Beirut (Arabic: بيروت Bayrūt; Biblical Hebrew: בְּאֵרוֹת Be'erot; Hebrew: ביירות Beirut; Peyrut Latin: Berytus; French: Beyrouth; Turkish: Beyrut; Armenian: Պէյրութ Beyrut) is the capital and largest city of Lebanon. As there has been no recent population census, the exact population is unknown; estimates in 2007 ranged from slightly more than 1 million to slightly less than 2 million as part of Greater Beirut. Located on a peninsula at the midpoint of Lebanon's Mediterranean coast, it serves as the country's largest and main seaport. The first mention of this metropolis is found in the ancient Egyptian Tell el Amarna letters, dating from the 15th century BC. The city has been inhabited continuously since then. The Beirut River runs south to north on the eastern edge of the city.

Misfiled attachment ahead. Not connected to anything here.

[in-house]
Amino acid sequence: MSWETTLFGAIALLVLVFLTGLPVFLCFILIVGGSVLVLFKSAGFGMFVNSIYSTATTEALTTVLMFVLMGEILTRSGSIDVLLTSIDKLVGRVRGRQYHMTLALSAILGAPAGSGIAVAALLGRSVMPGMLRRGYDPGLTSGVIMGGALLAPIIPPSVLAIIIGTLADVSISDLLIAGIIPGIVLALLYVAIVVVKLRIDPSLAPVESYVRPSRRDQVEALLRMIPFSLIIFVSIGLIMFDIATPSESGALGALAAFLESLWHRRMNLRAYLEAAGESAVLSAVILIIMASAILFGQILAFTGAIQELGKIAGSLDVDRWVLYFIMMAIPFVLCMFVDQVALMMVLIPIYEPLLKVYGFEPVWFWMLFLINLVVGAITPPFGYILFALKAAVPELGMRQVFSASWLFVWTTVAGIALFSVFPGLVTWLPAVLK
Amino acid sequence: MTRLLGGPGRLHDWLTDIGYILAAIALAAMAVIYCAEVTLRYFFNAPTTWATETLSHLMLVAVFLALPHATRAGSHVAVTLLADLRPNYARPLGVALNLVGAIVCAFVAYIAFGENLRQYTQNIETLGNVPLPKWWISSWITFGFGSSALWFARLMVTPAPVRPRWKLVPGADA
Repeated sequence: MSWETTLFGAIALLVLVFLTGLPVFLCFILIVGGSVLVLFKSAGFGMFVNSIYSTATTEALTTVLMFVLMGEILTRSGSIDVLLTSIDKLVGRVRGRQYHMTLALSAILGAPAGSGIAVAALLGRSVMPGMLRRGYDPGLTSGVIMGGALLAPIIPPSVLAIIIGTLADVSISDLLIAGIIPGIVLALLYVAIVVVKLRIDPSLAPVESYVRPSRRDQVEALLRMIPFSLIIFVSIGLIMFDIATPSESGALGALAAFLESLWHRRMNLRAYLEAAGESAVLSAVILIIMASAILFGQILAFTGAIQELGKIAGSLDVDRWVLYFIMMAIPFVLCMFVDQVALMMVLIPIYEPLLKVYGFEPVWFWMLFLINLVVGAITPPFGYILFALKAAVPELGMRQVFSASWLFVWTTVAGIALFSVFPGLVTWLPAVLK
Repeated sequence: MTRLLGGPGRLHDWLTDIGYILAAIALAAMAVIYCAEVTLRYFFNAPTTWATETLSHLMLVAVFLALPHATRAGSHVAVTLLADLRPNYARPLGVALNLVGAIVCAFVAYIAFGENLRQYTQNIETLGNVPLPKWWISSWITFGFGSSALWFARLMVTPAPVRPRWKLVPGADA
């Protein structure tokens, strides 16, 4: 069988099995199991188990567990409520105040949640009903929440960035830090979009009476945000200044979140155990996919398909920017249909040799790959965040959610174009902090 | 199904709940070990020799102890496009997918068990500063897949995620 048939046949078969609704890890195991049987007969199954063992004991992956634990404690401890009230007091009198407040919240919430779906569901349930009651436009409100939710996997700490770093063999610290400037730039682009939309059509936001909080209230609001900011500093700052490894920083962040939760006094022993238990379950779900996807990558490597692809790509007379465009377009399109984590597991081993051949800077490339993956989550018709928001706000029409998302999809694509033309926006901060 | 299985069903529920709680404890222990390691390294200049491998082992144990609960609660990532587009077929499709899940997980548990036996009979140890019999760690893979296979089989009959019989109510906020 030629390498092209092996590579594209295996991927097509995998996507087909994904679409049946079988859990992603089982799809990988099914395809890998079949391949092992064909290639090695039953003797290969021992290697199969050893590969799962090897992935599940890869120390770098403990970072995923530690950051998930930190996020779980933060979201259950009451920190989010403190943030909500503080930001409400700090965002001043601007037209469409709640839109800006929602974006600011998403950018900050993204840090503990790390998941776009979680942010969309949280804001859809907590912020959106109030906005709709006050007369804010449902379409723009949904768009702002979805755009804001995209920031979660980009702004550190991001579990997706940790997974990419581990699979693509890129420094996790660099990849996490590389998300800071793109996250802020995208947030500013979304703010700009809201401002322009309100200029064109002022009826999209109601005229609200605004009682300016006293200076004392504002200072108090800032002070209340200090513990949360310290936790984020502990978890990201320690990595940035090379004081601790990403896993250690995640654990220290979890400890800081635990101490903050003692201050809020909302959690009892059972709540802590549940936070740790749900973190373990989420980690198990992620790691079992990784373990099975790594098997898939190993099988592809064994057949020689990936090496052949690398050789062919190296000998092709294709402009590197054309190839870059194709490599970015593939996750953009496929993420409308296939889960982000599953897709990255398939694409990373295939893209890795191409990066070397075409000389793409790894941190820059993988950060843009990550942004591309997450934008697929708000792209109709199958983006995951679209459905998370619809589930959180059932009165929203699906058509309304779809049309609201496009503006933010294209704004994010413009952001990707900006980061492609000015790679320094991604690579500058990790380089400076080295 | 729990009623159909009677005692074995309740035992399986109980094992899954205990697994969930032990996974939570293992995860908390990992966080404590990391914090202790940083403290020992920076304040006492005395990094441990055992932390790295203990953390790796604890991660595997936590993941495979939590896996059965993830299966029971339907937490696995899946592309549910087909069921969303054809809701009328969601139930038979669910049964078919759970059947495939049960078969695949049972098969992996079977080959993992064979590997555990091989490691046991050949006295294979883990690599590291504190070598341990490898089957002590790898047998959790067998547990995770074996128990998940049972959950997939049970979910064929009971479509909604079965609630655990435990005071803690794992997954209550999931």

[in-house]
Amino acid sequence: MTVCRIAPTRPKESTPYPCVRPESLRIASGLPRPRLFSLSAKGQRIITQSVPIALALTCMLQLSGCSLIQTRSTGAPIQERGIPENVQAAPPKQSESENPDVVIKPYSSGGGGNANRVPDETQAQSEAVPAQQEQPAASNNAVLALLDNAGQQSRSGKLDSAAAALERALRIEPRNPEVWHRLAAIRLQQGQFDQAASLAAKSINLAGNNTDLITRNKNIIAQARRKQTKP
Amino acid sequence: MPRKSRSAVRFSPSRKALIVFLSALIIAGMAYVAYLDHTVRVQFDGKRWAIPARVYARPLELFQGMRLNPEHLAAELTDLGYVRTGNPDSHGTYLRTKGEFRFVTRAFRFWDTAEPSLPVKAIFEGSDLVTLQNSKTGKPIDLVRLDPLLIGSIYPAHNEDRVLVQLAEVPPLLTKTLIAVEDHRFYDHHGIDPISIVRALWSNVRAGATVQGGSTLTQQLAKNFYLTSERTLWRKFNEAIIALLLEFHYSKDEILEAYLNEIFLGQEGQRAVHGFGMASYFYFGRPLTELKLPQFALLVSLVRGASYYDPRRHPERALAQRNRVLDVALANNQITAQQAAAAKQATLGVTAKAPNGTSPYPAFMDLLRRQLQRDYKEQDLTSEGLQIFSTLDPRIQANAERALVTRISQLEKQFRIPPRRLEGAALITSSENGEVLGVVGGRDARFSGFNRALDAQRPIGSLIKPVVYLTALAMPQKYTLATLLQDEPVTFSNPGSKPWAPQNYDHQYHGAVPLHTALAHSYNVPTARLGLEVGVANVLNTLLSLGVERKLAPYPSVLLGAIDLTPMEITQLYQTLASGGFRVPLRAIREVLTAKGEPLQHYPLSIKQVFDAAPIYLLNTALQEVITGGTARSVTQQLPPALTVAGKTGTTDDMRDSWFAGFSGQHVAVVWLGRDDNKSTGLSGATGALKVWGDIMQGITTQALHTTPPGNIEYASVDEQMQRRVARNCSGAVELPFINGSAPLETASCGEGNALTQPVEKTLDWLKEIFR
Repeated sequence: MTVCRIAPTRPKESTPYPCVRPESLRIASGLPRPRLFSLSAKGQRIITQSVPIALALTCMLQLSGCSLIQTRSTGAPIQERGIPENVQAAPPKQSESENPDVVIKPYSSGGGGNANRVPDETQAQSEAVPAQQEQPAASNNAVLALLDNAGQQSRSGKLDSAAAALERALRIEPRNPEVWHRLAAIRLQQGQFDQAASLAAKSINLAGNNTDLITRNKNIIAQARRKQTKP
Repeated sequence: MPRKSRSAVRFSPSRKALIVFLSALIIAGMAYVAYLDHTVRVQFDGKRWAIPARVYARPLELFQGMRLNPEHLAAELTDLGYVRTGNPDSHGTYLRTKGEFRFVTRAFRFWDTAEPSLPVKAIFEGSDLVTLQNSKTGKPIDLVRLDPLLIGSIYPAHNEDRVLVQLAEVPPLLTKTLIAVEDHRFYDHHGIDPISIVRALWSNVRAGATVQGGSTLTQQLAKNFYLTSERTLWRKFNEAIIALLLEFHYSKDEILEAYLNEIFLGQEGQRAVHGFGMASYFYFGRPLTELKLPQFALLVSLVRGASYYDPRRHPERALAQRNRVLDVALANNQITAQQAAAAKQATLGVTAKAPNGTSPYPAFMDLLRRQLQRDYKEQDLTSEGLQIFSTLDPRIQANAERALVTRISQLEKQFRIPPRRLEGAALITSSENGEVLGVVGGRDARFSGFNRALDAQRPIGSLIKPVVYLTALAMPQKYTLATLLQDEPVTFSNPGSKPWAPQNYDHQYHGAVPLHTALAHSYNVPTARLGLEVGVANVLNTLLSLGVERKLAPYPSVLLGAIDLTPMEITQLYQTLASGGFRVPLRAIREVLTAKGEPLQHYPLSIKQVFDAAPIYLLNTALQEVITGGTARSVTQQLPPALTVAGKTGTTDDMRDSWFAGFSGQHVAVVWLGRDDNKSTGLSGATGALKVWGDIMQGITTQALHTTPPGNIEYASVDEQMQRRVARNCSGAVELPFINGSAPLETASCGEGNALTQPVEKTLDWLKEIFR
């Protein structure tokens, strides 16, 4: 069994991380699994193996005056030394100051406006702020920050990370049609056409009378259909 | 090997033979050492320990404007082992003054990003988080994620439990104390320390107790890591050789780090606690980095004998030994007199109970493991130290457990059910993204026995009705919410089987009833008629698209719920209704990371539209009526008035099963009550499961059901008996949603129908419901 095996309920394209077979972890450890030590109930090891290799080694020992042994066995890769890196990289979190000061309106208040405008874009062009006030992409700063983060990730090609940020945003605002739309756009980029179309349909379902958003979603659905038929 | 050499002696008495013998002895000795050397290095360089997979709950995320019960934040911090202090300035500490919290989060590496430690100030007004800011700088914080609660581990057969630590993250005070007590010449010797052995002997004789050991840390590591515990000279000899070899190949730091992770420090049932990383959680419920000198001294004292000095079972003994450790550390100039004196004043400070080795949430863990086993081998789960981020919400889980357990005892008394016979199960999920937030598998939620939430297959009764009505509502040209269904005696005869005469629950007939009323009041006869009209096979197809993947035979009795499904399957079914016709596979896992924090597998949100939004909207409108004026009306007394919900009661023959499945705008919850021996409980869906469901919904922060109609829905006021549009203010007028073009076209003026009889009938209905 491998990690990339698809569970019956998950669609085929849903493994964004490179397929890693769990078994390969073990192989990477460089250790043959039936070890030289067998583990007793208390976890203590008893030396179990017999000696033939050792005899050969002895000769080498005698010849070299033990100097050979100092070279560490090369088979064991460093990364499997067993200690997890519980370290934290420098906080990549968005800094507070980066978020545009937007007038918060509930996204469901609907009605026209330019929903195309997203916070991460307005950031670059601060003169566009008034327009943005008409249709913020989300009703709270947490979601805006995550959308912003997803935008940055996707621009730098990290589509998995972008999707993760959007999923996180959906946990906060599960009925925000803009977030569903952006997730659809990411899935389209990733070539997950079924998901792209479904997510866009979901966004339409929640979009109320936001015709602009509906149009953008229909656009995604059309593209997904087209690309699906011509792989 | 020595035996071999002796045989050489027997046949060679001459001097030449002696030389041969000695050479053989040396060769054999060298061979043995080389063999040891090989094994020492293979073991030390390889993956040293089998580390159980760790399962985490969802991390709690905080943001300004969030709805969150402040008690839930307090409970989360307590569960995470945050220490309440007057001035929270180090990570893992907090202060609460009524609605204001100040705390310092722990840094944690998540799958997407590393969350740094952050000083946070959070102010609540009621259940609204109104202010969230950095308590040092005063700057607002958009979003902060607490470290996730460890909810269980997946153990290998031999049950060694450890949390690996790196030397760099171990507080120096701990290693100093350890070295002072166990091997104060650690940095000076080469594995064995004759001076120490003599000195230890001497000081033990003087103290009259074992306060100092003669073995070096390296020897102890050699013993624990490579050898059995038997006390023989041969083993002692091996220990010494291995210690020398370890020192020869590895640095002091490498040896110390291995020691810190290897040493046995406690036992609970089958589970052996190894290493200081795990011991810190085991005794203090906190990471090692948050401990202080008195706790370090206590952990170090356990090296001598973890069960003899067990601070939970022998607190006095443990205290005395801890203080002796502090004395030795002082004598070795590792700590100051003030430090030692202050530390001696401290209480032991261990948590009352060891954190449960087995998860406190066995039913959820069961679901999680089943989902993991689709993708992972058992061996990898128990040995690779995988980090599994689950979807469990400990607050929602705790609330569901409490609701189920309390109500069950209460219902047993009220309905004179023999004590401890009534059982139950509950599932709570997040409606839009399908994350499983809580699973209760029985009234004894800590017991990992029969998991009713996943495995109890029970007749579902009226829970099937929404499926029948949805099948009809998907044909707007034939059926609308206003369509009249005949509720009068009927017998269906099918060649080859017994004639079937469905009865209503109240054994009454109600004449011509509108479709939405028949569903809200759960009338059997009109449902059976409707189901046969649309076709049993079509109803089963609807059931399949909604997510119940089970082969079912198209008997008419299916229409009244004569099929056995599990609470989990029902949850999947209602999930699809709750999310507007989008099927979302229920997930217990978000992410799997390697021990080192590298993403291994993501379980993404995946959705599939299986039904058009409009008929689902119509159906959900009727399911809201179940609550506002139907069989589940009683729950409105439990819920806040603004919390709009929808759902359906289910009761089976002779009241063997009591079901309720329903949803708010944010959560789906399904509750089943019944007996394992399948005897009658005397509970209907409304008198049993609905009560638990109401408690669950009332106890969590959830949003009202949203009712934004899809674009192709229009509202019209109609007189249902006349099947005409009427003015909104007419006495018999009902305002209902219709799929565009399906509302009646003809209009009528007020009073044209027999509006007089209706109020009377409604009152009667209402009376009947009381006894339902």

Beirut is Lebanon's seat of government and plays a central role in the Lebanese economy, with many banks and corporations based in its Central District, Hamra Street, Rue Verdun and Ashrafieh. Following the destructive Lebanese Civil War, Beirut's cultural landscape underwent major reconstruction. Identified and graded for accountancy, advertising, banking/finance and law, Beirut is ranked as a Beta World City by the Globalization and World Cities Research Network.